Twickenham Studios to host UK's first film university

Richmond and Twickenham Times: Twickenham Studios: Making history happen Twickenham Studios: Making history happen

Twickenham Studios will house the first university film school when it opens its doors to aspiring film-makers later this year.

In a landmark for the British film industry, the iconic TW1 studios is linking up with the University of Lincoln to establish the UK's first university film school.

The Lincoln Film School, to launch in September, will be steered by an expert advisory board including broadcaster Angela Rippon and Rick Senat, former vice-president of Warner Brothers.

Led by Brian Hall, senior lecturer in film production at the university, and Maria Walker, chief operating officer at Twickenham Studios, it will offer an intensive 20-week practical film making course.

Mr Hall said: "Twickenham Studios has an extraordinary heritage, having played host to figures such as the Beatles and Richard Attenborough, and I can’t think of anywhere more inspiring or better equipped to teach the art of film making.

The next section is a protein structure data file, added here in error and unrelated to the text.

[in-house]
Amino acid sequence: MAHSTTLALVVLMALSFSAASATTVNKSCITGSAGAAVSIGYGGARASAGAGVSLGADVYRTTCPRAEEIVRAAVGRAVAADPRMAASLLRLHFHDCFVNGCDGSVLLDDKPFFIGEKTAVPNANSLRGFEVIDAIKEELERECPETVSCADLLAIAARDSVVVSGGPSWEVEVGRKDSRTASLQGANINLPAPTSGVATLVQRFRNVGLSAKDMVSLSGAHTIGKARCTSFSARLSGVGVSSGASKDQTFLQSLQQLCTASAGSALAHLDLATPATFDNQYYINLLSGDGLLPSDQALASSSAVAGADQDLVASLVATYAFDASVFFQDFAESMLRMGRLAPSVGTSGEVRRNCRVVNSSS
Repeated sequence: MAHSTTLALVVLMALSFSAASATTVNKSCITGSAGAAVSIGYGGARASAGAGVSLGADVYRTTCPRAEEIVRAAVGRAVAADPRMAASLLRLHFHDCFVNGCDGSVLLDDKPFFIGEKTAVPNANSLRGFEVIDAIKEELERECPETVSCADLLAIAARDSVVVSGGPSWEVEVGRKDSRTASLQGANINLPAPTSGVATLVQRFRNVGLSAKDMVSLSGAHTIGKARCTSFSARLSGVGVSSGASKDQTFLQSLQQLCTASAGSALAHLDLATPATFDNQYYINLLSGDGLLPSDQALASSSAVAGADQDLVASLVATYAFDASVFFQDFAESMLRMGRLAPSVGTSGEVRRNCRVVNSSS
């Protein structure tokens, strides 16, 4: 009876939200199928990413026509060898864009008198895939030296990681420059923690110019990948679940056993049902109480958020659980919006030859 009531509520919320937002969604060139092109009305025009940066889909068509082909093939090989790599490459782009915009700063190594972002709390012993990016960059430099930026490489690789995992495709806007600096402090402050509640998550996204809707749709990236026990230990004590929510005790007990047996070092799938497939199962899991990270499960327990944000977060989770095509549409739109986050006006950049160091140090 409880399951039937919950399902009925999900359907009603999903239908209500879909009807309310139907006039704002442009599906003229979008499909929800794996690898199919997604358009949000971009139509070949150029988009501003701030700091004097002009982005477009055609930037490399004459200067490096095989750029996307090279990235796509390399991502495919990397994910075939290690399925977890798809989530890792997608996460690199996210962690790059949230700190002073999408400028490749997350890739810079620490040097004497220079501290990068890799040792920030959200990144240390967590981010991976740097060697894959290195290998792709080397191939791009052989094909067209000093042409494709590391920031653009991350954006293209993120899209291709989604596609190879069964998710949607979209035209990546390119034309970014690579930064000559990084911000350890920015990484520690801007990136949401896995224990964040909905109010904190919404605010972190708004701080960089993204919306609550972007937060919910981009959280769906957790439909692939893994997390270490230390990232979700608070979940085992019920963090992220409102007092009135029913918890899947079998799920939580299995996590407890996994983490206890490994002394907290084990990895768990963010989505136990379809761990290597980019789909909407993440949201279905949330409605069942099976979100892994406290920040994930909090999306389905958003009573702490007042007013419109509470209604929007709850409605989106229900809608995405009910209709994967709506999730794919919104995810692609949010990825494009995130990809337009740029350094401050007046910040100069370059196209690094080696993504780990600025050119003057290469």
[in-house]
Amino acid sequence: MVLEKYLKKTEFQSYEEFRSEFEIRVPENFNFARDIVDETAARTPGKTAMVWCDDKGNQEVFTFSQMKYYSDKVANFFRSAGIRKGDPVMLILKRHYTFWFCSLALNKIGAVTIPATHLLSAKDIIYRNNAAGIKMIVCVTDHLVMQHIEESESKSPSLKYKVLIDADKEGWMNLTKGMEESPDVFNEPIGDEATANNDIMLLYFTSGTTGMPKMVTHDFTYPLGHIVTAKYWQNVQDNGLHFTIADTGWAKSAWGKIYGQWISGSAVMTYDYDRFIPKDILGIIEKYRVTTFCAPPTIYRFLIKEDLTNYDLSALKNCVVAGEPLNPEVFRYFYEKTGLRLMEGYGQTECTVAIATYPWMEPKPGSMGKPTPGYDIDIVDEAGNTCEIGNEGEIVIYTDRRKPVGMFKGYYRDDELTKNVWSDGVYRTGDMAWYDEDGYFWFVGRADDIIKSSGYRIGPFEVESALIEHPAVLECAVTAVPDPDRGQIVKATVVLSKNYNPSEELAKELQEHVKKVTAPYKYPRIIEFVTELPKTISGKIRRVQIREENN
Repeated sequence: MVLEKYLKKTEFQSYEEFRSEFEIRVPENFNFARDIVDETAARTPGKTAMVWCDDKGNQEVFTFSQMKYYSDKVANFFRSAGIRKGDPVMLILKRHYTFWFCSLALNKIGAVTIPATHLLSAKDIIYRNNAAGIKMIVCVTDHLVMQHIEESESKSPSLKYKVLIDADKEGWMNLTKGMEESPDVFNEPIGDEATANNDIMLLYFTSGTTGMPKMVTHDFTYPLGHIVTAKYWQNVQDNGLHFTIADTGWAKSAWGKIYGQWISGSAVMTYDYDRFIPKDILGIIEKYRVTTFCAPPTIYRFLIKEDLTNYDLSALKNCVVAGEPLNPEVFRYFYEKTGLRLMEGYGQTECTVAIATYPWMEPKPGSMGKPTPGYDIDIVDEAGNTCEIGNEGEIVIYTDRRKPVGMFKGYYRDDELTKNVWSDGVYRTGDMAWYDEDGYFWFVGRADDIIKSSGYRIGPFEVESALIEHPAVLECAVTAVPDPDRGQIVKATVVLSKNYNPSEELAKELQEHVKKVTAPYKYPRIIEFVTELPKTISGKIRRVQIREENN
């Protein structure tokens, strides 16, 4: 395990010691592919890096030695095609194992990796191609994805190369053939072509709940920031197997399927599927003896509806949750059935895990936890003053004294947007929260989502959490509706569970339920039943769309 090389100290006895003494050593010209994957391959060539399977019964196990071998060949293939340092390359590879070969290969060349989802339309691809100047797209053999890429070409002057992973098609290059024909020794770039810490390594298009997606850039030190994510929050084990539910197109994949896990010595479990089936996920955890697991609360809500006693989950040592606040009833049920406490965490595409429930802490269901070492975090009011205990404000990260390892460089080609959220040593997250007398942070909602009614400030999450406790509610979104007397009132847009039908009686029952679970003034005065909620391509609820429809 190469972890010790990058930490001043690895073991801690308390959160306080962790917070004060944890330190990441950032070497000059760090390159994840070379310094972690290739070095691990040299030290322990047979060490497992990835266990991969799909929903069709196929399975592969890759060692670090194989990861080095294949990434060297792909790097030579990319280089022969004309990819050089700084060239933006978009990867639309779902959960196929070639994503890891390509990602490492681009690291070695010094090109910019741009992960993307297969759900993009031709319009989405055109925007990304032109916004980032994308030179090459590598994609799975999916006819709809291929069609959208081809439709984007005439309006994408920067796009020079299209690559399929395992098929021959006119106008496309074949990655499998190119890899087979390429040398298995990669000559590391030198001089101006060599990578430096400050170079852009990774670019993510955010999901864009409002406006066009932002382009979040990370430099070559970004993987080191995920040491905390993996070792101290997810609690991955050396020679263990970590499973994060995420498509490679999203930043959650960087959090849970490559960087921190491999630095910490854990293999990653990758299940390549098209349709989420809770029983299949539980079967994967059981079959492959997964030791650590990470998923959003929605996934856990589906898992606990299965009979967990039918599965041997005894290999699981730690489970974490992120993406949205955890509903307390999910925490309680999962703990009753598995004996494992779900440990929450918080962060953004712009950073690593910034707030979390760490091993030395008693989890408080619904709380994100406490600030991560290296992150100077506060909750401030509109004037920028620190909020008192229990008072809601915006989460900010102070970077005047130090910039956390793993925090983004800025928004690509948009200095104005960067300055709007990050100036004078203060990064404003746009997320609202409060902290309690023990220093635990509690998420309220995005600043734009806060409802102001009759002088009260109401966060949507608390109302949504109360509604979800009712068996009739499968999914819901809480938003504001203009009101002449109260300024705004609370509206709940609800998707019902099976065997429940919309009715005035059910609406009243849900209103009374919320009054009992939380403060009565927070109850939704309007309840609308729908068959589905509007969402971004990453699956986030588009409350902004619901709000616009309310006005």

"TW1 offers a truly unique opportunity, as our students will not only be immersed in a working studio environment which encompasses all elements of the film production process but also have the opportunity to mix with high-profile industry figures at work.

"The school benefits from the combination of state-of-the-art film production facilities at TW1 and the University of Lincoln’s reputation for academic excellence, including staff who previously worked at TW1 before becoming lecturers.

"We are delighted to have such fantastic industry support, as this highlights what a valuable venture the Lincoln Film School at Twickenham will be in delivering crucial training for the future of film across both the cinema and small screen."

Twickenham Studios first opened in 1913 and has provided facilities for films including Shirley Valentine, Zulu, the Italian Job, Mandela: Long Walk to Freedom and World War Z.

It is the only facility of its kind in London that provides studios for both production and post-production.

Ms Walker said: "There is no better way to learn than through practical experience.

"A course that offers an opportunity to work within a studio environment will expose a student to the real world of film-making and film-makers."

The studio already acts as an outreach base for the School of Media at the University of Lincoln.

When the school launches, students will be able to learn from master classes in a range of fields including directing, editing, cinematography and set design.

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